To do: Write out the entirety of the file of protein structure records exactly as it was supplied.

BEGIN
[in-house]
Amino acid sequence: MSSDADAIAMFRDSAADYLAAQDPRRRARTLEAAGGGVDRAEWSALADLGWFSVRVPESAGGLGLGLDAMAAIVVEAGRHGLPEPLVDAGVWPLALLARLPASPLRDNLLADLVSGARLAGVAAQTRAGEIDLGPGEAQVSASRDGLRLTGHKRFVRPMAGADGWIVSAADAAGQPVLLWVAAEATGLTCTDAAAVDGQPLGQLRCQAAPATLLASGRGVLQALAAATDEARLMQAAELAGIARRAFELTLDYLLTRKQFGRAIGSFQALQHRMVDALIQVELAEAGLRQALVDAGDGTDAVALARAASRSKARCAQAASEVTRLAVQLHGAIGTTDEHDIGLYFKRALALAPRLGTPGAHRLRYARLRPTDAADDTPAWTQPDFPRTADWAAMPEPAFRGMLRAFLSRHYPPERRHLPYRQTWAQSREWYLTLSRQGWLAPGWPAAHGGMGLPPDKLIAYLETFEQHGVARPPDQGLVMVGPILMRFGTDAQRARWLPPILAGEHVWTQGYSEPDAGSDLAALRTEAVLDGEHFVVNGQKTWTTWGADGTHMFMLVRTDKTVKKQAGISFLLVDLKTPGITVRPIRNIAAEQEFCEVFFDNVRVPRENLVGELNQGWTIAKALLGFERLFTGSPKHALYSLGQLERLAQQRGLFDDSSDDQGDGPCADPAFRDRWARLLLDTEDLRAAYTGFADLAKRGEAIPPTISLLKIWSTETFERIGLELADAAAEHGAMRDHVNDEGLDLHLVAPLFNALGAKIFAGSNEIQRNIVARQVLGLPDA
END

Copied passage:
[in-house]
Amino acid sequence: MSSDADAIAMFRDSAADYLAAQDPRRRARTLEAAGGGVDRAEWSALADLGWFSVRVPESAGGLGLGLDAMAAIVVEAGRHGLPEPLVDAGVWPLALLARLPASPLRDNLLADLVSGARLAGVAAQTRAGEIDLGPGEAQVSASRDGLRLTGHKRFVRPMAGADGWIVSAADAAGQPVLLWVAAEATGLTCTDAAAVDGQPLGQLRCQAAPATLLASGRGVLQALAAATDEARLMQAAELAGIARRAFELTLDYLLTRKQFGRAIGSFQALQHRMVDALIQVELAEAGLRQALVDAGDGTDAVALARAASRSKARCAQAASEVTRLAVQLHGAIGTTDEHDIGLYFKRALALAPRLGTPGAHRLRYARLRPTDAADDTPAWTQPDFPRTADWAAMPEPAFRGMLRAFLSRHYPPERRHLPYRQTWAQSREWYLTLSRQGWLAPGWPAAHGGMGLPPDKLIAYLETFEQHGVARPPDQGLVMVGPILMRFGTDAQRARWLPPILAGEHVWTQGYSEPDAGSDLAALRTEAVLDGEHFVVNGQKTWTTWGADGTHMFMLVRTDKTVKKQAGISFLLVDLKTPGITVRPIRNIAAEQEFCEVFFDNVRVPRENLVGELNQGWTIAKALLGFERLFTGSPKHALYSLGQLERLAQQRGLFDDSSDDQGDGPCADPAFRDRWARLLLDTEDLRAAYTGFADLAKRGEAIPPTISLLKIWSTETFERIGLELADAAAEHGAMRDHVNDEGLDLHLVAPLFNALGAKIFAGSNEIQRNIVARQVLGLPDA